Porsche has good news and bad for 911 fans

Chris Davies - May 19, 2020, 4:14 pm CDT
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Porsche has good news and bad for 911 fans

There’s no shortage of variants when it comes to the new Porsche 911, but that hasn’t stopped some would-be owners hoping to see a return to naturally-aspirated engines in the back of their Carrera. Unfortunately for them, there’s both bad news and good out of Stuttgart when it comes to more enthusiast-features for the new 911.

Porsche switched to a turbocharged engine for the 911 Carrera back in 2015, with the MY2017 car ditching its predecessor’s naturally-aspirated 3.4-liter flat six. In its place slotted a smaller but more powerful 3.0-liter turbo-six.

The decision process was simple. Power arrived sooner; the turbo engine was more powerful; and fuel economy was up over its predecessor. Fast-forward to the Porsche 992 and it’s no surprise that the automaker has stuck with turbocharging, specifically a 3.0-liter twin-turbo flat six in the Carrera, Carrera 4, Carrera S, and Carrera 4S.

That hasn’t stopped some from hoping for a return to the naturally-aspirated engine, particularly after Porsche began offering just that in its Boxster and Cayman. As of this year, the 718 Boxster GTS and 982 Cayman GTS use Porsche’s 4.0-liter naturally-aspirated engine. It’s a version of what’s in the GT4, in fact, tuned for 400 horsepower and 310 lb-ft of torque.

Could Porsche’s cunning engineers not simply slot that GT4-sourced engine into the new 911 Carrera instead? Turns out, the answer to that is a resolute “no.”

Speaking to EVO, Porsche’s Dr Frank-Steffen Walliser – the automaker’s 911 chief – buried any such hopes. The problem is the naturally-aspirated inline six is just too big to it into the new 911. “The 4-liter engine in the GTS can’t be rotated through 180 degrees to fit in the 911,” Walliser confirmed.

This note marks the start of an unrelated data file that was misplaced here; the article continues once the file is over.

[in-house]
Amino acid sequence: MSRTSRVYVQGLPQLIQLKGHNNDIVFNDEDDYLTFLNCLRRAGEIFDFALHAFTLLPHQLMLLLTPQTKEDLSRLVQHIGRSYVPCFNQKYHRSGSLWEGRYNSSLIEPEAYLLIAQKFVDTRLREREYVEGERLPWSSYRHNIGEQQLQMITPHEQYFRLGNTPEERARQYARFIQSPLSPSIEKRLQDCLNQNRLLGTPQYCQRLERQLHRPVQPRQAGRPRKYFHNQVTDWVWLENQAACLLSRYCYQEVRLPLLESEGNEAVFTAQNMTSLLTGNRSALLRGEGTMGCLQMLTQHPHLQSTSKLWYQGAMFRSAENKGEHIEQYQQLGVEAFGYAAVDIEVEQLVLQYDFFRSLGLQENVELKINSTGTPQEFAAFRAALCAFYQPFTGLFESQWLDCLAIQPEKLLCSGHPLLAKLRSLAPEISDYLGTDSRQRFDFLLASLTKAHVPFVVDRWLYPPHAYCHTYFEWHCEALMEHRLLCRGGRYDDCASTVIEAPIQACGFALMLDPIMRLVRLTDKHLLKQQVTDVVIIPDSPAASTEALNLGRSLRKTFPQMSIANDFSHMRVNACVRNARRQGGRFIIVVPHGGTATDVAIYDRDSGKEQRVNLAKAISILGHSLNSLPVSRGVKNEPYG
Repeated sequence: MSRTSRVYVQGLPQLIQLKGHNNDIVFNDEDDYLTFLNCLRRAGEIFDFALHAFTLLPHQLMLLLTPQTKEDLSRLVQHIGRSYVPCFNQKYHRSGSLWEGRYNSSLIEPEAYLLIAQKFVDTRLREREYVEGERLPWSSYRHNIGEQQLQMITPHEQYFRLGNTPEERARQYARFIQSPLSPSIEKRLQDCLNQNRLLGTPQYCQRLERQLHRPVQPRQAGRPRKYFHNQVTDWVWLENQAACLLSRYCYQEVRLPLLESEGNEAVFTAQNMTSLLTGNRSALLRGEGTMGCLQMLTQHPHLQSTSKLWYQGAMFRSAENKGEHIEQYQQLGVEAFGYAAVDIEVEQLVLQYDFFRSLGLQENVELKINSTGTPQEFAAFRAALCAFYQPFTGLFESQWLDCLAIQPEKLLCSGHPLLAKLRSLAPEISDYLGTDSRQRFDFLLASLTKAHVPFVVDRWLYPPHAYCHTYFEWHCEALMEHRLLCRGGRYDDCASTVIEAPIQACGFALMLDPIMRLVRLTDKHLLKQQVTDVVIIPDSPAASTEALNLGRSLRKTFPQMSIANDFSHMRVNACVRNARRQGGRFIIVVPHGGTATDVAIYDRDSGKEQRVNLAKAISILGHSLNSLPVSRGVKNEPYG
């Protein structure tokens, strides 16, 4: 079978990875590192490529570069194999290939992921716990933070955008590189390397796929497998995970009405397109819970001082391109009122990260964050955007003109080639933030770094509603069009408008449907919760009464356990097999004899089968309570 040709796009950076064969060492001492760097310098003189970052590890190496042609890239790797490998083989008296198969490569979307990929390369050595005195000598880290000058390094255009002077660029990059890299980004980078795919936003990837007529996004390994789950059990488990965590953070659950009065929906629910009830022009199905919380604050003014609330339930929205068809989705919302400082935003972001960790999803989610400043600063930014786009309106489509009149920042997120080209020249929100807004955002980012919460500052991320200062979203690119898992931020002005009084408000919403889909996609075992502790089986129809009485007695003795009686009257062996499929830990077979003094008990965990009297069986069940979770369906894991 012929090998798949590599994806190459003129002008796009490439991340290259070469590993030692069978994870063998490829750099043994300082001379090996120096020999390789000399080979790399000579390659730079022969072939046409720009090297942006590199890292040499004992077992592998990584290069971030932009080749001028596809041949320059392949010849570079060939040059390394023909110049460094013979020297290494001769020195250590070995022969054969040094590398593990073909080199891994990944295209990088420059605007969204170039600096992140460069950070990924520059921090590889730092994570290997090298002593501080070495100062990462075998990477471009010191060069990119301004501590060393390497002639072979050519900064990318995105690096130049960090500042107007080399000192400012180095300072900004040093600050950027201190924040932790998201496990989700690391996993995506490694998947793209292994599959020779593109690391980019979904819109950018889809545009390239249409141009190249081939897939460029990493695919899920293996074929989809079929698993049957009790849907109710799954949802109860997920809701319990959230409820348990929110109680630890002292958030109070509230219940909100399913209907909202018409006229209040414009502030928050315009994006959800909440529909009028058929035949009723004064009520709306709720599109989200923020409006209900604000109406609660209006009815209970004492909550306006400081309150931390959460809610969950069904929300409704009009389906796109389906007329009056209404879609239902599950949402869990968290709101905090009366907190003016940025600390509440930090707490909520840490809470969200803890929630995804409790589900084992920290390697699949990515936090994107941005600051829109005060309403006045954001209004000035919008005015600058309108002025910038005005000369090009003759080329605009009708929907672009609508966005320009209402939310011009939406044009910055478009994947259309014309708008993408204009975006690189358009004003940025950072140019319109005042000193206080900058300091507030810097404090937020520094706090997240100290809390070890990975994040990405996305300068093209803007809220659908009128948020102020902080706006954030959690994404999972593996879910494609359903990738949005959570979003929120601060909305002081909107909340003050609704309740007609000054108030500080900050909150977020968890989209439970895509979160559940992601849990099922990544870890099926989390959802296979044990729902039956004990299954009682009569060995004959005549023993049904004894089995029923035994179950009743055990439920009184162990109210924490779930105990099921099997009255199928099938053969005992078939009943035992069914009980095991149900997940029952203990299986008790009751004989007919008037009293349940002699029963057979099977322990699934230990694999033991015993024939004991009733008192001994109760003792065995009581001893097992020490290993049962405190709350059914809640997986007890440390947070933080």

It means the Carrera will be turbocharged from now on, something which will probably come as both no surprise but still some disappointment to 911 fans. What is promising, however, is that Walliser and his team are still manual transmission enthusiasts.

When it launched, the 992 left some concerned that Porsche was moving to sideline the stick-shift. After all, the new 911 only came with an 8-speed PDK transmission to begin with. Porsche, though, did redeem itself with the arrival of the Carrera S and 4S, which combine their 3.0-liter twin-turbo engines with a 7-speed manual option.

Enthusiasts want them, Walliser and his team want them, but it seems the Porsche board isn’t so convinced on manual gearboxes, though. “We had to go to the board I think seven times to explain why we need to offer a manual gearbox,” Walliser revealed. He and the rest of the 911 team hope to keep offering the stick for as long as possible, though eventually the performance, economy, and convenience factors of Porsche’s PDK transmission seem likely to oust the manual from the car.

Until that point, the automaker will do what it can to keep its loyal enthusiast audience happy. That includes a new “Porsche Track Your Dream” service launched today, designed to keep buyers up to speed with the progress of their new car. While travel to the factory in Germany may not be possible right now, given the COVID-19 lockdown, the new 911 app will offer the next best thing to track the sport car’s progress to owners’ garages.

Accessed through the My Porsche web portal, and initially for 911 buyers only, the tracking system will show the car’s progress through 14 milestones. That’s everything from the point of order, through production, departure from Germany, and the arrival into the US and finalization at a local dealer. Cameras installed at the Zuffenhausen production plant, meanwhile, will give customers a behind-the-scenes look at how the cars are built.

Eventually, Porsche says, it plans to add the Taycan all-electric sedan to the tracking system. For the moment, though, it’s available for 911 buyers in the US now – whether or not they opt for a manual.


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